PHOENIX -- Battling with Rickie Weeks for Brewers second-base duties, 23-year-old Scooter Gennett is trying not to sweat his slow spring start.
"It's tough," Gennett said. "As a baseball player in any situation, at any age, you want to do well and you want to have success, you want to help your team out. You just want to have good days at the ballpark."
So far, days at the ballpark have been a bit frustrating. Facing a steady stream of left-handed pitchers -- Gennett estimates that nearly half of his at-bats have been against southpaws -- the left-handed hitter is 1-for-13 with a walk and four strikeouts entering Thursday. Weeks, meanwhile, entered Thursday's game 4-for-9 with a home run after making adjustments to his batting stance during the offseason.
"I told [Gennett] yesterday not to worry about the numbers," Brewers manager Ron Roenicke said. "I don't worry about the numbers, so I don't think they should. I just want to see good at-bats and good plays on defense. We know he can hit. Whether he's a .325 hitter or whatever he hit last year [.324 in 69 games], I don't know that. But he can hit."
The Brewers are billing this as an open competition, even though Gennett outplayed Weeks at the plate and in the field last season and will cost about $10.5 million less. Weeks is due $11 million this season in the final guaranteed year of his contract.
Gennett is not focused on any of that.
"I learned in the Minor Leagues that whole process, the mental side of leaving things at the field and not taking them back home with you, and almost having a short memory," Gennett said. "You find tools that work for you, and you go to those when times get tough, and you usually get through it."
So far, Weeks and Gennett have essentially been playing every other day at second base. That could begin to change as starting pitchers work deeper into games, allowing Roenicke to choose his starting second baseman based on matchups, as he would if they both break camp with the team.
Gennett batted only .154 (6-for-39) against left-handers last season and said he actually was glad to get some early at-bats against southpaws. He wants to improve in that area.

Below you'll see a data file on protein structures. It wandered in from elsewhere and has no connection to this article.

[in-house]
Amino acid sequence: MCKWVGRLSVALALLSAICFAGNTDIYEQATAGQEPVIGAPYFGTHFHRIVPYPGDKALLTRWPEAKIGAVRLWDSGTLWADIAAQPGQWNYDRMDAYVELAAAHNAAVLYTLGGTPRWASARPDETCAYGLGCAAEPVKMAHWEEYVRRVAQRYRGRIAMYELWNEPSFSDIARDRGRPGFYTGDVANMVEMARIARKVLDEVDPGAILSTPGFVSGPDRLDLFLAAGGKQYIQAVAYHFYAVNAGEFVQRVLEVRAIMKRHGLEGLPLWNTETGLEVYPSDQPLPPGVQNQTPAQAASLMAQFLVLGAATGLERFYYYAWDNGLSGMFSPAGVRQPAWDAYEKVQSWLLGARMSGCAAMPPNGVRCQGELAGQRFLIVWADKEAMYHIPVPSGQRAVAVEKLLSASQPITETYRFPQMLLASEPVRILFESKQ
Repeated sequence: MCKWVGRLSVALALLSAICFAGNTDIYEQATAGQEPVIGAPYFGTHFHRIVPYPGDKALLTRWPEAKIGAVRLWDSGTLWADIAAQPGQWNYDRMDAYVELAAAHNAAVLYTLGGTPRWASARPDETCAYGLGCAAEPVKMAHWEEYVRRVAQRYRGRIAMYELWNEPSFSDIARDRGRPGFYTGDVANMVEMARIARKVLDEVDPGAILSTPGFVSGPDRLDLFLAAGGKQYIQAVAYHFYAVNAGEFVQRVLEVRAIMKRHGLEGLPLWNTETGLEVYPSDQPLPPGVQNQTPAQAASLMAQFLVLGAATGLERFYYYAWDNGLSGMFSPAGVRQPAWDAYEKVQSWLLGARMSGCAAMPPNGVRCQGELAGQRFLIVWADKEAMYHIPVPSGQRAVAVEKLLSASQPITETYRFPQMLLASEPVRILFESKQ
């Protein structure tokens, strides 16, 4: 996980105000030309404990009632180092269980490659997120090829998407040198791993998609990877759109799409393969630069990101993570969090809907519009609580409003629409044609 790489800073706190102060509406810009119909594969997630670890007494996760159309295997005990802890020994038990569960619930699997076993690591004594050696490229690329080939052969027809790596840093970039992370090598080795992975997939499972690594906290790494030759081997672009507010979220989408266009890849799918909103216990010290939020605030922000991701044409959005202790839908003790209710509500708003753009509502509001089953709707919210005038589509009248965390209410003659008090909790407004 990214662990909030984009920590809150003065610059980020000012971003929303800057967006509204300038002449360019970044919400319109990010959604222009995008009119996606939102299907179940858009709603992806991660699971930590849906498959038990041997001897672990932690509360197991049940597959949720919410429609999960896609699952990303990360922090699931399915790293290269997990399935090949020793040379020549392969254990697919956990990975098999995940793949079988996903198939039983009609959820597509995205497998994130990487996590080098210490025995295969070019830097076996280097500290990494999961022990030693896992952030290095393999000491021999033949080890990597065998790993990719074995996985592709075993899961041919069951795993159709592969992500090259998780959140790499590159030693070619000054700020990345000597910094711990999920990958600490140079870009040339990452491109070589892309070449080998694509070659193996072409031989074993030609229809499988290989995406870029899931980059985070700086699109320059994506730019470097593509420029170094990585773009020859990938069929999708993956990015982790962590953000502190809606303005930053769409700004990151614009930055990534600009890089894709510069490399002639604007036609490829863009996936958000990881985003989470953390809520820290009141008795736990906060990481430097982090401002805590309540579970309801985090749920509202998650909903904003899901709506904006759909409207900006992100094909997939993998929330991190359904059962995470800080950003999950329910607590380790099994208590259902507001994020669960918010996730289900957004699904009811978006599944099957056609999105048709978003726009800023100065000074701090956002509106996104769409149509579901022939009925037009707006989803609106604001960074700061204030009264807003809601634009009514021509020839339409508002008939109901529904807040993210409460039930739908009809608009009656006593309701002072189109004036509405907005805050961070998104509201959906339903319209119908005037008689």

"Really, for me, it's just letting the ball get a little deeper and putting together better at-bats," he said. "Gradually, as I keep on facing them, I'll feel more comfortable. It's a process."
Brewers reassign two catchers to Minors camp
PHOENIX -- With the calendar marching toward Opening Day, the Brewers made their first camp cuts Thursday by reassigning non-roster catchers Cameron Garfield and Adam Weisenburger to Minor League camp.
Club officials met in the morning to begin discussing a plan for the first round of roster moves, and they made the announcement after a 5-3 win over the Rockies at Maryvale Baseball Park. Since Minor League camp is open, players who were on the 40-man roster prior to November can already be optioned out, and non-roster players can simply be returned to the Minor League complex. Players who are on the 40-man roster for the first time can be optioned beginning March 10.
"There will be some guys that we need to get over to the other side," said manager Ron Roenicke. "Our [pitchers] are starting to extend and it's going to be less playing time for some of the guys. The ones that we know are going back down, we'll make moves with them."
The pace of camp cuts will probably accelerate after March 14, when Milwaukee's Minor League teams begin their Spring Training games with a slate against Angels affiliates. The Class A Advanced Brevard County and Class A Wisconsin clubs will play at Maryvale Baseball Park that day, and the Triple-A Nashville and Double-A Huntsville clubs will play on the road.
Pet Adoption Day to feature Hank the Ballpark Pup
PHOENIX -- Hank the Ballpark Pup is already the star of Brewers Spring Training, and now he's getting into the community relations business. The club announced that Saturday will be "Pet Adoption Day" at Maryvale Baseball Park, a benefit organized by the Arizona Humane Society.
The Society will have animals available for adoption on site at the Brewers-Royals game, and Hank will be on hand to take photos with those who donate to the organization.
Hank, believed to be a bichon frise mix with curly white fur, wandered into the Brewers' lives just as pitchers and catchers reported for camp. A stadium employee named him for former Milwaukee star Hank Aaron and took him to a local vet, who spotted signs of Hank being run over by a vehicle during his journey.
When no one in the neighborhood responded to signs seeking Hank's owner, the Brewers took him in. Third-base coach Ed Sedar feeds Hank each morning, and a different club or city of Phoenix employee takes him home each night. On Wednesday, it was Craig Counsell's turn.
Hank's story has been covered from MLB.com to USA Today to the Fox News Channel to People Magazine and all points in between.
"I'm second banana now," broadcaster Bob Uecker said in a Tweet soon after Hank's arrival.
The Brewers have a plan for Hank at the end of camp, but they have yet to make it public. Spokesman Tyler Barnes said he had received dozens of requests to adopt the pup, and Brewers owner Mark Attanasio said that his wife, Debbie, is on that list.
"I was in Europe this week on business and I had four texts from my wife," Attanasio said when he visited camp for the team's first full-squad workout. "Three of them were, 'What can I do to adopt Hank the Dog?'"